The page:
In studying the political career of such an extraordinary man as Adolf Hitler, one has to distinguish between external influences and the man's own predispositions, for I believe that the latter are much more important than the external events. After all, many other young people had the same teachers as Adolf, experienced the same political incidents, rejoicing or getting angry over them, and yet these very same people have become worthy businessmen, technicians or manufacturers and never rose to political significance.

The spirit of nationalism dominated the Linz Technical School. The class was secretly opposed to all traditional institutions, such as patriotic plays, dynastic manifestations and festivals, to Divine Service in school and to Corpus Christi processions. Adolf Hitler describes in his book this atmosphere which to him was more important than the lessons.

Money was collected for Sudmark and Schulverein, one's sentiments were manifested by wearing cornflowers and black-red-gold colours, we used "Heil" as a greeting and sang "Deutschland über Alles" instead of the Hapsburg Imperial Hymn. All this in spite of warnings and punishment.

The struggle for existence of the German population in the Austro-Hungarian Monarchy agitated the younger generation in those days; understandably, for Austria's German population stood alone in the midst of the Slav, Magyar and Italian nations of Austria-Hungary. Linz, to be sure, was remote from the racial border and was entirely German. But there was always trouble in neighbouring Bohemia. In Prague one street demonstration after another took place. Even in Linz much indignation was caused by the fact that the Imperial and Royal police were not capable of protecting German houses from the Czech mob, so that it was necessary to proclaim a state of siege in Prague in peacetime. Budweis was then still a German town with German administration and a German majority in the Town Council. Those of Adolf's classmates who came from Prague, Budweis or Prachatitz used to weep with rage when they were jokingly called "Bohemians"; for they wanted to be solely German, like the others. Soon there was even unrest in Linz. A few hundred Czechs lived there, as quiet and modest workmen and artisans, without anybody taking much notice of them. Now a Capucine Monk, a Czech named Jurasek, founded a Sokol Club, preached in St. Martin's Church in Czech, and collected money for the building of a Czech school. This caused a great sensation in the town and some worthy Nationalists already saw in the action of the fanatic monk the preparation of a Czech invasion. Of course that was exaggerated. Nevertheless, just this Czech activity made the indolent Linzers feel that they were threatened, with the result that, almost unanimously, they joined in the Nationalist struggle.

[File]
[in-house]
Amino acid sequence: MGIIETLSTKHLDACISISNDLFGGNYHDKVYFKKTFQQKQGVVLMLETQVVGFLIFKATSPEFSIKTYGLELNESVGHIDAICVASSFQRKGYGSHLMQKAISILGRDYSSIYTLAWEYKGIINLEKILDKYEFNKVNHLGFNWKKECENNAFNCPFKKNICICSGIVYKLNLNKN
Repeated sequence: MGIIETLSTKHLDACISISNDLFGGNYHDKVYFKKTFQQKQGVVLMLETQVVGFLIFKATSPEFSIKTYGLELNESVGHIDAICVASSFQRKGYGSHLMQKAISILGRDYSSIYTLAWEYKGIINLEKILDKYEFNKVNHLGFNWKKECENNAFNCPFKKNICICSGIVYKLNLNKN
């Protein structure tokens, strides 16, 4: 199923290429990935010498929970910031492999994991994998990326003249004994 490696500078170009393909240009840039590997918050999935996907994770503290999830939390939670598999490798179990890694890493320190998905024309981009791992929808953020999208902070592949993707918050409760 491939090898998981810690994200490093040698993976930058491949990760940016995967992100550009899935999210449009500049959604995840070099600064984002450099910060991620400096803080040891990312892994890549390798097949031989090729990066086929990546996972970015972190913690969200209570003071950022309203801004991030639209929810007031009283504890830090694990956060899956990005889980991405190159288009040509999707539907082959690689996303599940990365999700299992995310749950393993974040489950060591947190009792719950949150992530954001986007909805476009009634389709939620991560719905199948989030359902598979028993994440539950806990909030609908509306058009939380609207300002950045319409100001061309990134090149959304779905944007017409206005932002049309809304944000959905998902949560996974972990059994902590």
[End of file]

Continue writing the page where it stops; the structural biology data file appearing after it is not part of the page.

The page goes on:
Those teachers of the Technical School, who were nationalists, led the struggle. Dr. Leopold Pötsch, the history teacher, was an active politician. As a member of the Town Council he was one of the leading lights of the Nationalist Party. He hated the Hapsburg multi-racial state (which today – what a change – seems to us to be the very model of a supranational community) and all the enthusiastic young Nationalists took up his watchword.

"Who could remain loyal to a dynasty which again and again vilely betrayed, past and present, the interests of the German people for their own advantage?"

Thus Hitler definitely and irrevocably had abandoned his father's ways in favour of a pan-German program. When Adolf, raging on, let himself go on this train of thought, I could hardly keep up with what he was saying, let alone take an active part in the discussion. Yet one word, which regularly cropped up in his discourse, always struck me: the "Reich." With this word he used to wind up his long outpourings. Whenever he had talked himself into a blind alley and was at a loss how to continue, he would say categorically: "This problem will be solved by the Reich"; if I asked, for instance, who would finance all these gigantic building projects which he sketched on his drawing board, his brief answer was, "The Reich." Even trivialities were left to the care of the "Reich." There was a "Reich's Stage Designer," who would improve the unsatisfactory equipment of provincial theatres. (It is well known that, after 1933, there really was a man who filled that post. I remember that Adolf Hitler coined that term as far back as his Linz days, when he was sixteen or seventeen.) Even the care of the blind, or the protection of animals belonged, in his opinion, to the jurisdiction of the "Reich"!

The word "Reich" is used in Austria for the territory of Germany; its inhabitants are called Reich's Germans. But my friend's use of the term, meant more than merely the German State, though he carefully avoided any more exact definition. For to him the word was simply a portmanteau expression, which comprised everything that was politically important for him-and that was a lot.

With the same fanaticism with which he loved the German people, and this "Reich," did he reject everything foreign. He had no desire to know other countries. That longing for distant lands so typical of all open-minded young people was utterly alien to him – even the artist's classical enthusiasm for Italy. There was only one place for his plans and ideas – the Reich.